The players must maneuver their ships efficiently so as to be in position to fire "broadsides" at the opponent's ships. Each time a ship is hit with a "broadside", one mast is removed from it. When all the masts are gone, the ship is "sunk" and removed from the board.
    BROADSIDE is a fast-moving game of pure skill and strategy.

________________________

     BEFORE STARTING, the player choose to command either the RED (invading) fleet or the BLUE (defending) fleet. They will then proceed to "RIG" their warships according to the instructions.

TO RIG THE WARSHIPS

     The proper rigging is pictured in the diagrams inside the game box. The various types of masts with full sail are also pictured.
     1. Separate the white masts with sails from the plastic runners. They are located in the tray which contains the booklet.
     2. Each player takes the 10 ship hulls of his color. All the hulls are identical and contain holes into which the masts are inserted to RIG the ship properly. The type of ship is determined by the NUMBER and KIND of masts it contains at the start of the game.
     3. Assemble the rigging according to the diagrams. ALL SHIPS CONTAIN THE SPANKER SAIL, inserted into the rear (aft) hole in the hull. The "Spanker" does NOT count as a MAST.

BLUE FLEET

   4 Frigates -- 3 Masts Each - 1 Fore, 1 Main, and 1 Mizzen
   2 Brigs -- 2 Masts Each - 1 Fore and    1 Mizzen
   4 Cutters -- 1 Mast Each - 1 Cutter Mast
The BLUE fleet totals 10 Ships with 20 Removable Masts

RED FLEET

&

#160;  2 Ships-of-the-Line -- 4 Masts Each - 1 Jib, 1 Fore, 1 Main and 1 Mizzen
   3 Frigates    -- 3 masts Each - 1 Fore, 1 Main, and 1 Mizzen
   3 Brigs    --2 Masts Each - Fore and 1 Mizzen
   2 Cutters    -- 1 Mast Each - 1 Cutter Mast
The RED fleet totals 10 ships with 25 Removable Masts

TO SET UP THE GAME

     The players sit facing each other with the board between them so that the Blue player is behind the dock area and the RED player is in fron of the title panel at the harbor entrance.
     The BLUE player locates his blue playing pieces on the board as follows:
     1. The four merchant shipps are placed one each on the white circles at the dock area. They are NOT MOVEABLE and must remain there throughout the game.
     2. Remove the six BLUE BUOYS from their plastic runners. Note that 3 are marked "SINK" on the bottom and 3 marked "PASS". The BLUE player places ONE EACH on the YELLOW circles on the playing board. Only BLUE should know which are PASS or SINK. It is NOT allowed to place 3 SINK buoys in a row on a group of 3 yellow dots. Once placed they cannot be moved. Read the BUOYS section of the rules for their importance in the game.
     3. Remove the four BLUE shore batteries from their runners and place on the board. Their locations are in the land area at the channels, near the forts. Two go in the center island pointing outward at the RED circles in the narrow part of the channels -- one to the right and one to the left. The other two are located on the opposite shores pointing across the water so as to form a "cross fire" along the line formed by the RED circles in the channels.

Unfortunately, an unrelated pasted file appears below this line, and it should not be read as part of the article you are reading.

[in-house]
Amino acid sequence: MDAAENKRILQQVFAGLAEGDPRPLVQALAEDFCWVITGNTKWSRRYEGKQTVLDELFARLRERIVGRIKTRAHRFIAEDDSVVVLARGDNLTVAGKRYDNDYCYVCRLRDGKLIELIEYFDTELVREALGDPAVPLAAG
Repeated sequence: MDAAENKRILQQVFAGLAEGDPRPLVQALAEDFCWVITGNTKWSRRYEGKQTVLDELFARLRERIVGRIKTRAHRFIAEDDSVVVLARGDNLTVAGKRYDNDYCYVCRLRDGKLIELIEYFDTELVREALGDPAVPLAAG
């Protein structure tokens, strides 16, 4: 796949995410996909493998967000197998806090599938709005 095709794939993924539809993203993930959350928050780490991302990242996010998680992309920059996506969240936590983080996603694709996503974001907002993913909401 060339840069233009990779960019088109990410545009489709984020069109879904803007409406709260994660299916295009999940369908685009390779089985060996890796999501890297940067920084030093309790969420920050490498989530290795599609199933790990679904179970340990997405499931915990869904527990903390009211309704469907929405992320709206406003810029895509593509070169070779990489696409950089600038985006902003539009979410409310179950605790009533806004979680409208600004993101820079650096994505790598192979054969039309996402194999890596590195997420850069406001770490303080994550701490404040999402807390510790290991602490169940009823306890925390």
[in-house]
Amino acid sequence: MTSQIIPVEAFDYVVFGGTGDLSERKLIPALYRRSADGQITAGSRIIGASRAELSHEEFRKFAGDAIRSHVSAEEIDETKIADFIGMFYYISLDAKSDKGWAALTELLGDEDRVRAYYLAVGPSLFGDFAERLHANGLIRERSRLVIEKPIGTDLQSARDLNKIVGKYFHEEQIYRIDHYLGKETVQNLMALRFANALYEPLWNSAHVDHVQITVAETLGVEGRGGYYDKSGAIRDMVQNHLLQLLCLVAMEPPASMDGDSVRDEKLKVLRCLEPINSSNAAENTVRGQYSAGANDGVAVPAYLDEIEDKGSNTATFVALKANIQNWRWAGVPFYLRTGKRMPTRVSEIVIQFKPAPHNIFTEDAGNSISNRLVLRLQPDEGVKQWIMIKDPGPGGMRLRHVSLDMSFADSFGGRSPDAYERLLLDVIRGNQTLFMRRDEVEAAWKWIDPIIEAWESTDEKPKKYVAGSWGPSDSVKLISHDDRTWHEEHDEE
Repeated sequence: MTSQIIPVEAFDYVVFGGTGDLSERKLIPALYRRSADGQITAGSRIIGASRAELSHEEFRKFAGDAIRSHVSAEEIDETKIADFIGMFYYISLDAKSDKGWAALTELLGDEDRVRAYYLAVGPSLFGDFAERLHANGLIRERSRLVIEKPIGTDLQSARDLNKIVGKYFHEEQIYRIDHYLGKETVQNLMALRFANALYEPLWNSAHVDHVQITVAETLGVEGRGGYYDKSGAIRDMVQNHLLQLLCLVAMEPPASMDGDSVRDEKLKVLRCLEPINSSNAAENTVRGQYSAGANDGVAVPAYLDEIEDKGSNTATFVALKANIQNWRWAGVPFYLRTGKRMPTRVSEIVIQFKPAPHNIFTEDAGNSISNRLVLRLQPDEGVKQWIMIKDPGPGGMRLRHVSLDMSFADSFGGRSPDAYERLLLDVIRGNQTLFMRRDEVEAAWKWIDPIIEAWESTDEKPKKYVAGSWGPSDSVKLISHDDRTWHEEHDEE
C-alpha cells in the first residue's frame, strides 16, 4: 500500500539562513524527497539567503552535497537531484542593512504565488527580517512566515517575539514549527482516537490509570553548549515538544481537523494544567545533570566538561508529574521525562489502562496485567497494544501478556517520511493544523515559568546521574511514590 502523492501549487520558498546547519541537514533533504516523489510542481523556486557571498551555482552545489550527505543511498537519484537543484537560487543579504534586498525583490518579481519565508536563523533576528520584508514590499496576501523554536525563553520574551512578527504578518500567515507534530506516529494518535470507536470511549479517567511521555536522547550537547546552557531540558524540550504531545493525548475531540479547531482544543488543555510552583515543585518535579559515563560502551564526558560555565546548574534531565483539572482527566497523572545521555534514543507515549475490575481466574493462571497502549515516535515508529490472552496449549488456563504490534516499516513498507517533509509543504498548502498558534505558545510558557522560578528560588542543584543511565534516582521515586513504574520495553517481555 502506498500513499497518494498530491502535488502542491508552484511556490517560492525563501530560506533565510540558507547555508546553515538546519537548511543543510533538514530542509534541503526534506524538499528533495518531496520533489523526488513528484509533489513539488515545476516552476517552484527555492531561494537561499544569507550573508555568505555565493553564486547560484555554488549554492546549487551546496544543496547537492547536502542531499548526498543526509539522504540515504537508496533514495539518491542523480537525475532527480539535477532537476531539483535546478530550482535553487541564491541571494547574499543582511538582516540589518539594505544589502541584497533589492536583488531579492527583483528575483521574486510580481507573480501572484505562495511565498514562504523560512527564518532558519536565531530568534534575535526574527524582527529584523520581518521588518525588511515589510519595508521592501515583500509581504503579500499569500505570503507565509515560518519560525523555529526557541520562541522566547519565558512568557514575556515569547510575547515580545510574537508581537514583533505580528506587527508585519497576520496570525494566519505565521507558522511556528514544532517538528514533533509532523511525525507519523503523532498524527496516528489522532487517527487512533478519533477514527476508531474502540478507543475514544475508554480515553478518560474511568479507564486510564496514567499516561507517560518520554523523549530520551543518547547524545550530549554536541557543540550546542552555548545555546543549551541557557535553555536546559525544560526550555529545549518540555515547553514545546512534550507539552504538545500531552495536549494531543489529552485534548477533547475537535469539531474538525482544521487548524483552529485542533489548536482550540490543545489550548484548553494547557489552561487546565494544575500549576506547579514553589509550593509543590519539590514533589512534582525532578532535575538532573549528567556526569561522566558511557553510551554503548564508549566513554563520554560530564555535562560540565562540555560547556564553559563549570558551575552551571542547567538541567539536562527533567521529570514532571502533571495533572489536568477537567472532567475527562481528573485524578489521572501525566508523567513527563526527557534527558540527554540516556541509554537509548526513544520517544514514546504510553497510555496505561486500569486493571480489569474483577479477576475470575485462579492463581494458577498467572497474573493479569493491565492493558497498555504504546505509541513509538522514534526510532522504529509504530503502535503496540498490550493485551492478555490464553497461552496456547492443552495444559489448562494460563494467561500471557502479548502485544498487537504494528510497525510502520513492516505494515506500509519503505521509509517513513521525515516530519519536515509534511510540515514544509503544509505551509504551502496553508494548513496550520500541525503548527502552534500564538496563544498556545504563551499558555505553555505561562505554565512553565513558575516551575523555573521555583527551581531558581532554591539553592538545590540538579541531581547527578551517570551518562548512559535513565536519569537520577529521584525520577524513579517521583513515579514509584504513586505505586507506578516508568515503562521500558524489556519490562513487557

There is a picture here showing the four groups of two cannons facing the two narrow inlets.
     4. Each battery piece controls 2 red spots, the one nearest the piece and the one in the center, as shown by the arrows in the illustration. Note that the center spot is controlled by 2 batteries, one on each side and is marked by a double circle.
     5. Two shore battery pieces are marked "HIT" on the bottom, and two are marked "MISSED" on the bottom. The "HIT" battery is accurate and always "HITS" whenever an enemy RED ship passes over a red spot it controls. The "MISS" batteries always miss.
     6. ONLY THE BLUE player is to know which are "HIT" and which are "MISS". Once placed at the start of the game, they cannot be moved. Refer to the rules for "SHORE BATTERIES" for their importance in the BLUE player's defense.
     7. The BLUE player places his WARSHIP FLEET, one each on any 10 of the 12 spots in the first line of crosses nearest him and next to the dock area. He may arrange his ships according to type as he wishes. They should all face OUTWARD toward the RED player.
     The RED player places his WARSHIP FLEET, one each, on the 10 light blue crosses forming the two rows of 5 on his lower right of the board. He may arrange his ships according to type as he wishes. They should all face INTO the harbor toward the BLUE player.

TO PLAY THE GAME

THE OBJECT OF THE GAME

    The RED player tries to sink ALL FOUR BLUE MERCHANT SHIPS. The BLUE player tries to sink all the RED ships before all of his merchant ships are eliminated.

RULES FOR MOVEMENT -- MANEUVERING

1. RED moves first. Turns alternate.
2. Each player moves ONE warship of his own color each turn.
3. A ship must move in a STRAIGHT LINE, along a line of blue crosse, and STOP at a cross.
4. A ship may move ANY NUMBER OF OPEN crosses. It CANNOT move across a land area, through another ship, or into a water area wher no spots exist. Only one ship may occupy one spot at a time.
5. AT THE START of the move a ship may be TURNED to the left or right at RIGHT ANGLES, or it may REVERSE its direction by turning 180° to HEAD IN THE OPPOSITE DIRECTION. A shop must TURN, if necessary, and then MOVE. The points on the cross show the direction a ship may take. A shp may move in the up and down direction (vertical) or across (horizontal), but NOT DIAGONALLY.